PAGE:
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Theology or technology….

Published on 24 December 2011
Updated on 05 April 2024

In IVth century Constantinople, it is reported, disputations were held in barbershops about the essence of the Christian Trinity. Was the Son of the same substance as the Father, and when did the Son “separate” from the Father? Everyone felt entitled to mouth his own opinion on such transcendental issues. Actually it was a battle of wits, and it all ended as such battles usually do: the autocrat had the last word – both Constantine and Theodosius closed the discussion and enforced orthodoxy by police action[1].

Discussions on the merits of technology have replaced theological discussions nowadays. Everyone believes himself an expert on the effects of nuclear or solar power. The likelihood of sudden climate change is either asserted or questioned with religious intensity; and GMOs and other manipulations of all-too-patient Mother Nature are either damned or praised with conviction inversely proportional to factual knowledge. The dismal science – economics – has more experts than insights; economic gurus tout their survivor biases as truths – until submerged and drowned by ever discontinuous froth of reality. Riding the next crest other gurus are appear to loom large until also this whitecap rolls over.

Ignoramuses proudly exercise their constitutional right to contradict the thoughtful. With so many fingers wagging and pointing into all possible directions, it is not surprising states find it difficult to chart a course of action. To compound difficulties, globalization defeats unilateral action, so the cacophony over policies is repeated when countries gather to reflect on what is to be done. Policy matters become ensnared in recriminations about the past and haggling over burden-sharing. Achieving a majority around a policy (let alone a consensus) is predicated not on sound advice, but on coalescing disparate interests. How do we get ourselves out of this predicament?

“Democracy is the worst system of government apart from all the others that have been tried” muttered Winston CHURCHILL. Kenneth ARROW pointed out 50 years ago that if three people have different preferences about three things, no democratic majority can emerge. This is today’s conundrum.

Democracy worked quite well as long as it was used to secure what Isaiah BERLIN called “negative freedoms” – curtailing the power of the state over the individual. When it comes to achieving convergence on a common project, however, (exercising BERLIN’s “positive freedom”), democracies seem to dither and dawdle, trying implausibly to do the right thing by society as a whole as well as each individual. At this point charting a path across precipitous mountain terrain is best obtained by populist assertion that the earth is flat.

In a thoughtful article[2] David RUNCIMAN points out that just as democracies turned to temporary autocrats in the past (the Roman dictator, who ruled for six months) to get the country out of the mess, they seem nowadays to prefer replacing the autocrat with the technocrat. Italy and Greece are run by proconsular technocrats who enjoy the trust of the international creditors.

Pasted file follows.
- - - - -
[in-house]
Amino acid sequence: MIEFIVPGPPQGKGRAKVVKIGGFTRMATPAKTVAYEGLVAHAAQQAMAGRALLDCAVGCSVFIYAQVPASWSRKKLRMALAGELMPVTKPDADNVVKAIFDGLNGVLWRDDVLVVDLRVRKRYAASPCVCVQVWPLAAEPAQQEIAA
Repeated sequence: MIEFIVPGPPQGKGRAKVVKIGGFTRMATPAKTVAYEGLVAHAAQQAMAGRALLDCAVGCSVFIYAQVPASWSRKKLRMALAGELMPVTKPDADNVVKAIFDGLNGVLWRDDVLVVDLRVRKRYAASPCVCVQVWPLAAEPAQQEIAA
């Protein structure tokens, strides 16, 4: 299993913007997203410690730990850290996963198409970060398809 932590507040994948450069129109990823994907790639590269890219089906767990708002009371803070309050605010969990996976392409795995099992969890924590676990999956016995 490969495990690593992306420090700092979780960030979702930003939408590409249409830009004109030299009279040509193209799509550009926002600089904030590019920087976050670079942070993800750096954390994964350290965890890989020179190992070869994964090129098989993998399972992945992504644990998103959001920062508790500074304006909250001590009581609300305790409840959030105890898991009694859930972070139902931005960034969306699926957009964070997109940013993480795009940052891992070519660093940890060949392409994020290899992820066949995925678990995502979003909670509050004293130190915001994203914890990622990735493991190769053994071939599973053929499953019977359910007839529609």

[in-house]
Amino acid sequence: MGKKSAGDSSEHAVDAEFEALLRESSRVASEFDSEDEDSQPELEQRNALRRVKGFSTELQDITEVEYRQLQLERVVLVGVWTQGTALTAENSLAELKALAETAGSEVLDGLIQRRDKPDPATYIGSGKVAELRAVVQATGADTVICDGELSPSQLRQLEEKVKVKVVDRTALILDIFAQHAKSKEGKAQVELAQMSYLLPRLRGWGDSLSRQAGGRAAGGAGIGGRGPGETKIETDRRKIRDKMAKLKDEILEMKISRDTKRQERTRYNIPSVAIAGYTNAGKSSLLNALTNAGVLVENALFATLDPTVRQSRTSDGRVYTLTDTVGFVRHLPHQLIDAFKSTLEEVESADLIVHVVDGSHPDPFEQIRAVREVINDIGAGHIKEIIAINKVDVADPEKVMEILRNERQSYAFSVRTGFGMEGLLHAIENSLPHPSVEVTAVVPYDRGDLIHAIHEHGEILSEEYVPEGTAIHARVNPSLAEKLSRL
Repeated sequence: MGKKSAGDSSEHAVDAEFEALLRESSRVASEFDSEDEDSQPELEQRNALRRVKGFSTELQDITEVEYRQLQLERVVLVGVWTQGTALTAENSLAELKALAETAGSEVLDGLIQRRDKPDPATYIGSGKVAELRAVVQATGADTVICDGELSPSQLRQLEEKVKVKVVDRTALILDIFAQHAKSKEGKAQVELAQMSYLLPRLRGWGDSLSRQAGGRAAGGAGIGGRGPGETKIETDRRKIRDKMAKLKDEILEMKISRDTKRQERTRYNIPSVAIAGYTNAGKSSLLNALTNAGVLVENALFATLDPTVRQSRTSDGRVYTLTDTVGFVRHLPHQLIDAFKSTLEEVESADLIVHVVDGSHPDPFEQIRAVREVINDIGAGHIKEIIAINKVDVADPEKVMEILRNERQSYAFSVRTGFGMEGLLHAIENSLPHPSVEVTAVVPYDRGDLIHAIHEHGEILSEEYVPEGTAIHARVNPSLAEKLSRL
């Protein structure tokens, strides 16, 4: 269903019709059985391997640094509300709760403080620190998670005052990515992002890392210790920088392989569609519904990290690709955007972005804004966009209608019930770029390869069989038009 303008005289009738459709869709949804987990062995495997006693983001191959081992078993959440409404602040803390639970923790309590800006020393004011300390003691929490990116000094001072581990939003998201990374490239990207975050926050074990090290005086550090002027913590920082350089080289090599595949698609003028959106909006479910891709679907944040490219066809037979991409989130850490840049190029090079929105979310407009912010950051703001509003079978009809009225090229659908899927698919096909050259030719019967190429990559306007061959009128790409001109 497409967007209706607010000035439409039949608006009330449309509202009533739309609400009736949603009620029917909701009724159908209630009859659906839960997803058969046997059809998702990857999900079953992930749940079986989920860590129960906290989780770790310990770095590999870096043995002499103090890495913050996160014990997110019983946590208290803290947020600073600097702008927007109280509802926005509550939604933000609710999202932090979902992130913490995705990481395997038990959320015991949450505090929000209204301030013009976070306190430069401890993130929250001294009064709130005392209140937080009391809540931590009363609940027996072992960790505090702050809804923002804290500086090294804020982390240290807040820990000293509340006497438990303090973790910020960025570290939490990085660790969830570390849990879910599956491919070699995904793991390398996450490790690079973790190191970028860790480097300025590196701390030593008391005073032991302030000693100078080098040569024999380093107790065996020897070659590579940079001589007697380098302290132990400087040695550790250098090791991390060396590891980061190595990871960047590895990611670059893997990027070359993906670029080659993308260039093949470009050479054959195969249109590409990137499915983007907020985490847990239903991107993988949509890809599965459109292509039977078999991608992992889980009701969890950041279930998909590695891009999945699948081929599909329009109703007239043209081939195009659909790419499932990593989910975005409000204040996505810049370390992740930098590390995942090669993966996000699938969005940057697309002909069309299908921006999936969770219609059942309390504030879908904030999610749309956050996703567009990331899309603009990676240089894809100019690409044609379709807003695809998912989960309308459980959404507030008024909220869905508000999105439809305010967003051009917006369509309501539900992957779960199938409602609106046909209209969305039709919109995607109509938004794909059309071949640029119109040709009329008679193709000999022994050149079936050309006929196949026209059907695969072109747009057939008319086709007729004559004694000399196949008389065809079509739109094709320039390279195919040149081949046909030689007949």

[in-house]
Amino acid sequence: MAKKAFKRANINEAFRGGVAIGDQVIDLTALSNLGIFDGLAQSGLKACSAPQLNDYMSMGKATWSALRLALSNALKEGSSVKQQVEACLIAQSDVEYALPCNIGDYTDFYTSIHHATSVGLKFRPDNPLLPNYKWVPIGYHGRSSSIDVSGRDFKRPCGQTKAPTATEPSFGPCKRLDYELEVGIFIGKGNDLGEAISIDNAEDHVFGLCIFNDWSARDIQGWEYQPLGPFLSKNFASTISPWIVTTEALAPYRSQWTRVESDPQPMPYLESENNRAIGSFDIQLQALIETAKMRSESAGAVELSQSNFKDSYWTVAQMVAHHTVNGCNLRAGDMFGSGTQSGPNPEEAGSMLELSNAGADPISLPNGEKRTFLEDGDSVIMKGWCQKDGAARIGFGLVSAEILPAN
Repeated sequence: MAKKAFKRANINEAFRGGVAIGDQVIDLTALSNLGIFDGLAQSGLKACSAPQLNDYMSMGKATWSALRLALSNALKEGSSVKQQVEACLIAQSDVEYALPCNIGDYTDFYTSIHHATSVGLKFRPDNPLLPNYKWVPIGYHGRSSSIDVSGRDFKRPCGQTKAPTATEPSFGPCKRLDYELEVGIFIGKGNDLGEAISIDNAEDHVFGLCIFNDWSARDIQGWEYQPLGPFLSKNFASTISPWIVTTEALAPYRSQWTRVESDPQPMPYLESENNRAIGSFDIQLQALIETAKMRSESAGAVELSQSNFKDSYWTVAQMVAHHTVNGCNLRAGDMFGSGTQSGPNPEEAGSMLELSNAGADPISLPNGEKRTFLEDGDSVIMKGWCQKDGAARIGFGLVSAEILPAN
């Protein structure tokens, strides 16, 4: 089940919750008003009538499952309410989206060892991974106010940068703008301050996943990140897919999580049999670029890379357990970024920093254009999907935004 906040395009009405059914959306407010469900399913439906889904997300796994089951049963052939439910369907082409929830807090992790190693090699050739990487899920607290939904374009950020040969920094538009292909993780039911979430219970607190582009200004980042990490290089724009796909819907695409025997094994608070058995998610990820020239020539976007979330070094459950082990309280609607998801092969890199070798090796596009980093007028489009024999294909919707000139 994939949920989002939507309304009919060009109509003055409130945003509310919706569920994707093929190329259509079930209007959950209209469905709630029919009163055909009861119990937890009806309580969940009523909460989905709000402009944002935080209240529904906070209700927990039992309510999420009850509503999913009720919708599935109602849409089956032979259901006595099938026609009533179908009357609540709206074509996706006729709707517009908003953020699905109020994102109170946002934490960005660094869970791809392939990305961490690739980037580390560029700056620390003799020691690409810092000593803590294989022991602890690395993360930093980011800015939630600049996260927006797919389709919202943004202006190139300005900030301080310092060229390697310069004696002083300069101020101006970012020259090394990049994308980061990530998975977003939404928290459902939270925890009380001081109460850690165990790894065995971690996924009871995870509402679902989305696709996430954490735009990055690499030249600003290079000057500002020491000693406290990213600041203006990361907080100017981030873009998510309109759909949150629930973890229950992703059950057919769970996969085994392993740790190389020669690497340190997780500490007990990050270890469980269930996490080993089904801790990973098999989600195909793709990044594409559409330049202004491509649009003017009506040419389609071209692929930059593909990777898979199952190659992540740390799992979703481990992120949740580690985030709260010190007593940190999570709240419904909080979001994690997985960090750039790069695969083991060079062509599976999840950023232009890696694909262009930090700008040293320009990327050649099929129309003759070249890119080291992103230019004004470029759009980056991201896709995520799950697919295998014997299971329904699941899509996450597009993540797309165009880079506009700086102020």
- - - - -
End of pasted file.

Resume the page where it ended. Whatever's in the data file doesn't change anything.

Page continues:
“Democracy is all about throwing out the rascals” – mused Karl POPPER[3]. We cannot throw out the policy problems with them, however, hence the belated recourse to technocrats rather than the (un)usual suspects an election would round up. This reflects (I am quoting RUNCIMAN here) what TOCQUEVILLE defined as democracy’s fundamental vice: fatalism. John Stuart MILL qualifies it as: ‘Western’ fatalism, which is the belief that we can know how things will turn out, because the scientific order of the world follows regular patterns. By the way: both Marxism and its most decided antagonist, the Austrian philosophical school, share this benign view of historical forces (their difference is over whether the ‘h’ in history should be capitalized or not).

Autocrats failed because they never knew when to relinquish power. Meanwhile autocrats have learned their lesson as well. In China “managed autocracy” provides for orderly succession and the illusion of change – autocracy is no longer tribal, but institutional. In Russia autocracy has down-sized to hit-and-run cleptocracy[4].

We are living in interesting times.

[1] See e.g. Charles FREEMAN (2009): A new history of early Christianity. Yale University Press, New Haven; or Charles FREEMAN (2008): Heretics, pagans, and the dawn of the monotheistic state. Overlook Press.

[2] David RUNCIMAN (2012): Will we be all right in the end? LRB – Vol. 34 No. 1, 5 January 2012

[3] Karl POPPER (2000): Lessons of this century. With two talks on freedom and the democratic state. Routledge & Keegan, London

[4] “Russia’s affluent classes are irresistibly drawn to relocate their assets to countries where there appears to be a future. Their lack of confidence doesn’t reflect a fear that the government they work for is too strong and may one day initiate mass confiscations. Their worry, on the contrary, is that their government isn’t stable enough to protect their investments.” Stephen HOLMES (2012): Fragments of a defunct state. LRB – Vol. 34 No. 1 · 5 January 2012 pages 23-25.

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